• In an RCT completed in 2010, 42 military veterans with PTSD were randomly assigned to a treatment group or a wait-list control group. Thirty-two of the initial participants completed the study, including 19 in the treatment group and 13 in the control group. Pre- and post-treatment assessments included two standardized self-report inventories: (a) the military version of the Post-Traumatic Stress Checklist, a self-inventory that correlates well with clinician-rated assessments of PTSD, and (b) the Symptom Assessment 45. Six hour-long sessions using an exposure/tapping protocol were administered to each participant in the treatment group. The initial mean PCL-M score was 60.5 for the treatment group and 63.5 for the wait-list group. The PTSD cutoff is 50. The mean score after six treatment sessions had decreased to 36.8, substantially below the PTSD cutoff, while it was essentially unchanged (61.4) for the wait-list group a month after the initial testing ( p < .001). The breadth of psychological distress as measured by the SA-45 had also diminished significantly at the end of treatment ( p < .001), as had the severity ( p < .001). Both measures remained stable for the control group. Church, D., Hawk, C., Brooks, A., Toukolehto, O., Wren, M., Dinter, I., & Stein, P. (2010, April). Psychological trauma in veterans using EFT (Emotional Freedom Techniques): A randomized controlled trial. Poster session at the 31st Annual Meeting & Scientific Sessions of the Society of Behavioral Medicine, Seattle, April 7-10, 2010. Retrieved April 20, 2010, from www.stressproject.org/documents/ptsdfinal1.pdf
  • In an RCT completed in 2010, 42 military veterans with PTSD were randomly assigned to a treatment group or a wait-list control group. Thirty-two of the initial participants completed the study, including 19 in the treatment group and 13 in the control group. Pre- and post-treatment assessments included two standardized self-report inventories: (a) the military version of the Post-Traumatic Stress Checklist, a self-inventory that correlates well with clinician-rated assessments of PTSD, and (b) the Symptom Assessment 45. Six hour-long sessions using an exposure/tapping protocol were administered to each participant in the treatment group. The initial mean PCL-M score was 60.5 for the treatment group and 63.5 for the wait-list group. The PTSD cutoff is 50. The mean score after six treatment sessions had decreased to 36.8, substantially below the PTSD cutoff, while it was essentially unchanged (61.4) for the wait-list group a month after the initial testing ( p < .001). The breadth of psychological distress as measured by the SA-45 had also diminished significantly at the end of treatment ( p < .001), as had the severity ( p < .001). Both measures remained stable for the control group. Church, D., Hawk, C., Brooks, A., Toukolehto, O., Wren, M., Dinter, I., & Stein, P. (2010, April). Psychological trauma in veterans using EFT (Emotional Freedom Techniques): A randomized controlled trial. Poster session at the 31st Annual Meeting & Scientific Sessions of the Society of Behavioral Medicine, Seattle, April 7-10, 2010. Retrieved April 20, 2010, from www.stressproject.org/documents/ptsdfinal1.pdf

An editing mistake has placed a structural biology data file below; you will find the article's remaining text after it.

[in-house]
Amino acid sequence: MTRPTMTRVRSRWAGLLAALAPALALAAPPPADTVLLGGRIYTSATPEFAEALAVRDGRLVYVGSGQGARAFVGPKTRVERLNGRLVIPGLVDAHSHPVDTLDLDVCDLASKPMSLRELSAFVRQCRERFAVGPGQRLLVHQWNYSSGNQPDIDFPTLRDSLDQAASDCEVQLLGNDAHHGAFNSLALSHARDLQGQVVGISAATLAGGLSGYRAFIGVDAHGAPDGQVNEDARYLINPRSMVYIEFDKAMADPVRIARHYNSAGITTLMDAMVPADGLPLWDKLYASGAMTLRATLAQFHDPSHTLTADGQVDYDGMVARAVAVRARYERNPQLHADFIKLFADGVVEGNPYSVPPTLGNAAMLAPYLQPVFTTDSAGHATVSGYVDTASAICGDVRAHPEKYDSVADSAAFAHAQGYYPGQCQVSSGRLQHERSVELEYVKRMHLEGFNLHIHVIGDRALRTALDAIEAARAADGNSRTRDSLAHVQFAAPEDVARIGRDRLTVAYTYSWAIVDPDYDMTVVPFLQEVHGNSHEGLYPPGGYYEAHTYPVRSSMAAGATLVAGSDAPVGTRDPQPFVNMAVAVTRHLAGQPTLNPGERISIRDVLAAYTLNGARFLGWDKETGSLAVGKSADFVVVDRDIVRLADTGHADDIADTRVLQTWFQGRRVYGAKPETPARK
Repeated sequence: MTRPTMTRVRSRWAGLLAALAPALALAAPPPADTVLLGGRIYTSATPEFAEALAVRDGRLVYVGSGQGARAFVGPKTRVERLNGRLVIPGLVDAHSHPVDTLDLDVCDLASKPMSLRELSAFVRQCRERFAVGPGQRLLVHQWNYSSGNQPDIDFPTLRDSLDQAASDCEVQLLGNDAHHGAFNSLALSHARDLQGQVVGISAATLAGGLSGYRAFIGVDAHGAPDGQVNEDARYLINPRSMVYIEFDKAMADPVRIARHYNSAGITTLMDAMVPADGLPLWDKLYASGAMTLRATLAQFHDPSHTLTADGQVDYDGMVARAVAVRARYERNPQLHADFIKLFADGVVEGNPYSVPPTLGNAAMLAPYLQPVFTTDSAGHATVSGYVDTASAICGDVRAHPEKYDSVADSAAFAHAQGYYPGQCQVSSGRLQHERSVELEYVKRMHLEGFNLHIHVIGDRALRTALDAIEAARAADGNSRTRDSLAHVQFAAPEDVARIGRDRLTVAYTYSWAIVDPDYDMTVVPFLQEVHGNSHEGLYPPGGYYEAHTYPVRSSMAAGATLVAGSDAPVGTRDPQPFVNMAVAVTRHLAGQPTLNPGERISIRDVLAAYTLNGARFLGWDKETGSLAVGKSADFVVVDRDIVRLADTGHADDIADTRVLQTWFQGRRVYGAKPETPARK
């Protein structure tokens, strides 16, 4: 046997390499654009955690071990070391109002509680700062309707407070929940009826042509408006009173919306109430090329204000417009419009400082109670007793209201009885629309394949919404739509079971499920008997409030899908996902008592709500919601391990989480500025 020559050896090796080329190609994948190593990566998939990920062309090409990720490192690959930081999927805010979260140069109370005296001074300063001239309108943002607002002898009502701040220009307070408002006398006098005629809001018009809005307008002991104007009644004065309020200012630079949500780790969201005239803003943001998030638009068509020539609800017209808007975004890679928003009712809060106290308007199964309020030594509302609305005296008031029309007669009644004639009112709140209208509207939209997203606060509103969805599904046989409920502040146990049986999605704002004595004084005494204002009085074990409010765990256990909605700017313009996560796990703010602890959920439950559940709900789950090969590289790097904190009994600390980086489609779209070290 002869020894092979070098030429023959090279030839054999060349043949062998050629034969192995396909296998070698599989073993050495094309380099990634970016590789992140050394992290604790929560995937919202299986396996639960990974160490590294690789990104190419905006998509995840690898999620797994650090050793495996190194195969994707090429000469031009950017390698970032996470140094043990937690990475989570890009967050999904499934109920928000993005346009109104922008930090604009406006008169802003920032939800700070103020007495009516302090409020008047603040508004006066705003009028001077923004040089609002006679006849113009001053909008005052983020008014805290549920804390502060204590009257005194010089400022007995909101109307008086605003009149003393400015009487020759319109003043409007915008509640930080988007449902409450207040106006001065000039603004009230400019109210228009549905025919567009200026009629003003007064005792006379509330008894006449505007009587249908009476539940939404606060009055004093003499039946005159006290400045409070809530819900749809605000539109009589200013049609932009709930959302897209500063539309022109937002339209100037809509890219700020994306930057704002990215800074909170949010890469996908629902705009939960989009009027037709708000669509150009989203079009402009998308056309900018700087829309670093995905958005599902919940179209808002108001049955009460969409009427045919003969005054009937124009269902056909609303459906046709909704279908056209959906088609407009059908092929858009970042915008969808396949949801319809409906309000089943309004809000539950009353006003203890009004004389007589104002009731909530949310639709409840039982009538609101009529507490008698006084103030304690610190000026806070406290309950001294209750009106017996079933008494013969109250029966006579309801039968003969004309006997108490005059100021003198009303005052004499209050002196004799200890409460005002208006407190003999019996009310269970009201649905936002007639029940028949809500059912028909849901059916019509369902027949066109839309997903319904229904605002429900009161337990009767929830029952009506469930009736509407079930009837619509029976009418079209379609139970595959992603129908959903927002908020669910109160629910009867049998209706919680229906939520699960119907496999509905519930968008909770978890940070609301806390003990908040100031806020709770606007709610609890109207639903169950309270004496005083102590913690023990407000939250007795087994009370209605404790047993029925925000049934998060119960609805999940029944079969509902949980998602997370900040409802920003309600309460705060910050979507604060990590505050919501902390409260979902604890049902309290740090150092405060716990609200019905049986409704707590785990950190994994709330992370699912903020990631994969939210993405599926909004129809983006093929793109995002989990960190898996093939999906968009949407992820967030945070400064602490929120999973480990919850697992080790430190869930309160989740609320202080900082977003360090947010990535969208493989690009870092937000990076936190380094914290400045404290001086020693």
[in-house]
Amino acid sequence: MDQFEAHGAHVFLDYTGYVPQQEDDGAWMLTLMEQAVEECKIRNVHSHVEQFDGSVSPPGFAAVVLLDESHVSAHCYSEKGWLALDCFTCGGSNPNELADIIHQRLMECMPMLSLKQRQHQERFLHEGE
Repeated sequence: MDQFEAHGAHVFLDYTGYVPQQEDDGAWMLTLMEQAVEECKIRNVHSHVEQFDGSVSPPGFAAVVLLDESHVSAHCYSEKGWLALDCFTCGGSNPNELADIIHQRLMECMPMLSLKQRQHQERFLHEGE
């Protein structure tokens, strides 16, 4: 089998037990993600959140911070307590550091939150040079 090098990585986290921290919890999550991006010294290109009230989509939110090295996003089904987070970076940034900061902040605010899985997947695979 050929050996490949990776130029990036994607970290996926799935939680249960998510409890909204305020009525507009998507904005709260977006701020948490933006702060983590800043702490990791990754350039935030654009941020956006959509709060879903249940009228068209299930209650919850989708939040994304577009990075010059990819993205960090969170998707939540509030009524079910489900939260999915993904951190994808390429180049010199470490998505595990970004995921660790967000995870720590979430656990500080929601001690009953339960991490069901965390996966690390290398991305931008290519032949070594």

• In an RCT completed in 2010, 42 military veterans with PTSD were randomly assigned to a treatment group or a wait-list control group. Thirty-two of the initial participants completed the study, including 19 in the treatment group and 13 in the control group. Pre- and post-treatment assessments included two standardized self-report inventories: (a) the military version of the Post-Traumatic Stress Checklist, a self-inventory that correlates well with clinician-rated assessments of PTSD, and (b) the Symptom Assessment 45. Six hour-long sessions using an exposure/tapping protocol were administered to each participant in the treatment group. The initial mean PCL-M score was 60.5 for the treatment group and 63.5 for the wait-list group. The PTSD cutoff is 50. The mean score after six treatment sessions had decreased to 36.8, substantially below the PTSD cutoff, while it was essentially unchanged (61.4) for the wait-list group a month after the initial testing ( p < .001). The breadth of psychological distress as measured by the SA-45 had also diminished significantly at the end of treatment ( p < .001), as had the severity ( p < .001). Both measures remained stable for the control group. Church, D., Hawk, C., Brooks, A., Toukolehto, O., Wren, M., Dinter, I., & Stein, P. (2010, April). Psychological trauma in veterans using EFT (Emotional Freedom Techniques): A randomized controlled trial. Poster session at the 31st Annual Meeting & Scientific Sessions of the Society of Behavioral Medicine, Seattle, April 7-10, 2010. Retrieved April 20, 2010, from www.stressproject.org/documents/ptsdfinal1.pdf